By Calvin Biesecker

Northrop Grumman [NOC] yesterday reported strong profit gains in each of its business sectors due to higher sales and improved performance although net income was flat due to a substantial gain recorded a year ago on the sale of stock in TRW Automotive [TRW].

All four of the company’s segments posted double-digit increases in operating earnings, led by the Ships business, which boosted profits by 18 percent to $142 million on a 19 percent increase in sales to $1.8 billion. Profits were driven by the higher volume, improved performance, completion of certain contract work, a $62 million pre-tax insurance recover related to the impact of Hurricane Katrina on the company’s Gulf Coast shipyards, and a $23 million pre-tax gain on the reorganization of the former AMSEC joint venture.

Unlike General Dynamics [GD], which is forecasting tremendous growth for its shipbuilding business over the next few years, Northrop Grumman didn’t offer a forecast beyond the current year. In 2008 Ships sales are expected to be up slightly, Jim Palmer, Northrop Grumman’s chief financial officer, said.

In the quarter, Ships’ higher sales were driven by the range of platforms the company is building for the Navy.

The Electronics segment boosted earnings by 16 percent to $234 million on an 8 percent rise in sales to $1.9 billion. Improved performance, coupled with risk reduction on several programs, contributed to the higher profits. Sales were up on electro-optical targeting and infrared countermeasures programs, communications and intelligence, surveillance and reconnaissance programs, and navigation systems.

Aerospace segment profits increased 13 percent to $211 million on a scant 1 percent increase in sales to $2.2 billion. Sales were down on several aircraft programs such as the F-35, EA-18G and E-2D Advanced Hawkeye, which are transitioning from development to production while volumes were up on classified and civil space programs.

In the Information & Services segment, Northrop Grumman’s largest, profits climbed 12 percent to $256 million on an 11 percent jump in sales to $3.3 billion. Higher sales, improved performance and favorable contract adjustment led to the earnings gain. The acquisition of Essex Corp., missile defense, C3, intelligence and technical services and the Nevada Test Site programs drove revenues.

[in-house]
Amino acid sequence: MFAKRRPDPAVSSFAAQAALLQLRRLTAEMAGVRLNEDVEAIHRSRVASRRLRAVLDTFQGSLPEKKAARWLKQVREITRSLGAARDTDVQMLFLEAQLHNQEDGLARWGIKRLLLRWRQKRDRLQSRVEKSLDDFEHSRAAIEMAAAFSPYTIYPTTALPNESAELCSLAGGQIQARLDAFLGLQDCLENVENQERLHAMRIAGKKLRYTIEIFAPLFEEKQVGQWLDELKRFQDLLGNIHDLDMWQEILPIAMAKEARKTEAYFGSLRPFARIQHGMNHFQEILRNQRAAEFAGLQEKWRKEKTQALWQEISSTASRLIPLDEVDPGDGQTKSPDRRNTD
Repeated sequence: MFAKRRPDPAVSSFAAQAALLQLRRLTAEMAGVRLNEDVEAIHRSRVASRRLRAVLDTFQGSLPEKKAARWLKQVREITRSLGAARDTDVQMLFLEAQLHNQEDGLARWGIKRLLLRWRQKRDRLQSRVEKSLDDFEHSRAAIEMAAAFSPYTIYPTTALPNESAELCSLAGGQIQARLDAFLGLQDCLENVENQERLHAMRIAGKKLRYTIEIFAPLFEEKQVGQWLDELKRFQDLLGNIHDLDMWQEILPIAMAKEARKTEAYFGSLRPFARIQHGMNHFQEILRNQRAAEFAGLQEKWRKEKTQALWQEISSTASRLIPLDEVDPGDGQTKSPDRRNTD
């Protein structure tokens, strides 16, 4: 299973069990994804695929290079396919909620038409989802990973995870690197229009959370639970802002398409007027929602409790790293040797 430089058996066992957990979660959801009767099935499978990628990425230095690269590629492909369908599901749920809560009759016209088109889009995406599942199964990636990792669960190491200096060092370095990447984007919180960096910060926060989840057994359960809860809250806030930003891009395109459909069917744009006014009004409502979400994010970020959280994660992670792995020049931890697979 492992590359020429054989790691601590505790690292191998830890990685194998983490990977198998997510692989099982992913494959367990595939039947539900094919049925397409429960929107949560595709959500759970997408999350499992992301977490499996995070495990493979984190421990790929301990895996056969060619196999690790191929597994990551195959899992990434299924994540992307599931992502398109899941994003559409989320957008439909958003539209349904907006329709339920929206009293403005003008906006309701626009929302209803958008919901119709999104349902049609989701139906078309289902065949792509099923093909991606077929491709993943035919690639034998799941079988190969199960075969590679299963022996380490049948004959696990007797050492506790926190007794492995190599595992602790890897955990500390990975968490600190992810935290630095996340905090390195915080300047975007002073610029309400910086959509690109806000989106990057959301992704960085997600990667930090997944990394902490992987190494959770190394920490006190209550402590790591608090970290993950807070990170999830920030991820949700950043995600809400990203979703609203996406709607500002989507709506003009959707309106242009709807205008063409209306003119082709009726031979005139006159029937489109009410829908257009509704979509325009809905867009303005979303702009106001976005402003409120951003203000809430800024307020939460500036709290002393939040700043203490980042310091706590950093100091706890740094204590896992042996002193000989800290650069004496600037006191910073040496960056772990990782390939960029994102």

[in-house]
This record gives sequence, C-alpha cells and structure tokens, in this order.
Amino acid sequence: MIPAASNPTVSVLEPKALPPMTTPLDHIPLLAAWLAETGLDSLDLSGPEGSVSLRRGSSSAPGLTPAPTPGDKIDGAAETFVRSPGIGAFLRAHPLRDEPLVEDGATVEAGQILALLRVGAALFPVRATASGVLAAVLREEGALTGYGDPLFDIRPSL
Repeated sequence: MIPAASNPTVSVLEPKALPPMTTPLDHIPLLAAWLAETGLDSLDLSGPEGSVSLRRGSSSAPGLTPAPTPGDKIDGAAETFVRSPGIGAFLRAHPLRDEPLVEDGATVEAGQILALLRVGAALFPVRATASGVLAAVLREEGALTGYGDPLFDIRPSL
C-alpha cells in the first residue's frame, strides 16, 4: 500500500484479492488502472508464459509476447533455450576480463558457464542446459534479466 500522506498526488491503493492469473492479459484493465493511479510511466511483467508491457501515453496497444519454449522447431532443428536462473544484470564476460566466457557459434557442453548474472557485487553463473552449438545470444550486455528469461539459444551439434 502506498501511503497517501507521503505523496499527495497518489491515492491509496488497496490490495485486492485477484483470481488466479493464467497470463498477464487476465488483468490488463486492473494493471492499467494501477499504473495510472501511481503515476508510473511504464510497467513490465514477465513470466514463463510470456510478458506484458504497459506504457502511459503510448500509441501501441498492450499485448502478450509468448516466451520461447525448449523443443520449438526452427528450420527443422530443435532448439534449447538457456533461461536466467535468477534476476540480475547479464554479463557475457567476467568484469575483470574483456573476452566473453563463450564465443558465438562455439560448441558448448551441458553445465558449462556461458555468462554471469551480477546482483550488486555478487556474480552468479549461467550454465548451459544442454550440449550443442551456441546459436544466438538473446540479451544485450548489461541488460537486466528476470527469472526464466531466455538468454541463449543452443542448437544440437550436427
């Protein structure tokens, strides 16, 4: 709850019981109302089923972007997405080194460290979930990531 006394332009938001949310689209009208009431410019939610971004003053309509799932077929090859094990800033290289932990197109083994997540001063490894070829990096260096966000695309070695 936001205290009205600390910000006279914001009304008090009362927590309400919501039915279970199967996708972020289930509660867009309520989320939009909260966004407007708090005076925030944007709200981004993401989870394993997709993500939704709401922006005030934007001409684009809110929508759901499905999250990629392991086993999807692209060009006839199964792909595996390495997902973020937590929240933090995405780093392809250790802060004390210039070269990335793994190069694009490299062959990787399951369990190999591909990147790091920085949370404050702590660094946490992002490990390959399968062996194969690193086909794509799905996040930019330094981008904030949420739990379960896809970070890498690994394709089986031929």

For the quarter net income was flat at $454 million, $1.31 earnings per share, versus $453 million ($1.28 EPS) a year ago. Earnings from continuing operations in the fourth quarter were also flat at $457 million ($1.32 EPS), nipping consensus expectations by one cent. A year ago, the company recorded a $111 million pre-tax gain on the sale of shares in TRW Automotive. Sales increased 10 percent to $8.8 billion from $8 billion a year ago. Overall operating margins were up 80 basis points to 8.6 percent and free cash flow was $432 million.

For 2007 net income was up 16 percent to $1.8 billion ($5.12 EPS) versus $1.5 billion ($4.37 EPS) a year ago, while sales increased 6 percent to $32 billion from $30.1 billion. Free cash flow was a record $2.1 billion and backlog stood at $64.1 billion.

In 2008 Northrop Grumman expects sales to increase about 3 percent to $33 billion with earnings from continuing operations between $5.50 and $5.75 EPS. Free cash flow is expected to be between $1.9 billion and $2.3 billion.

Risky development programs, as well as the post-Katrina fallout, that have at times hindered Northrop Grumman’s past earnings, are settling down, Wes Bush, the company’s president and chief operating officer, said. The company expects to retire risk this year on the electronic warfare upgrade programs for a foreign F-16 program and is hoping to do the same with an airborne warning and control aircraft program for Australia by the third quarter.

As for the defense budget outlook, the company doesn’t see the peak in sight for defense budgets, Ron Sugar, Northrop Grumman’s chairman and CEO, said. He added that his company doesn’t have significant exposure to the war supplemental appropriations should that spending begun to drop if the United States begin to withdraw forces from Iraq.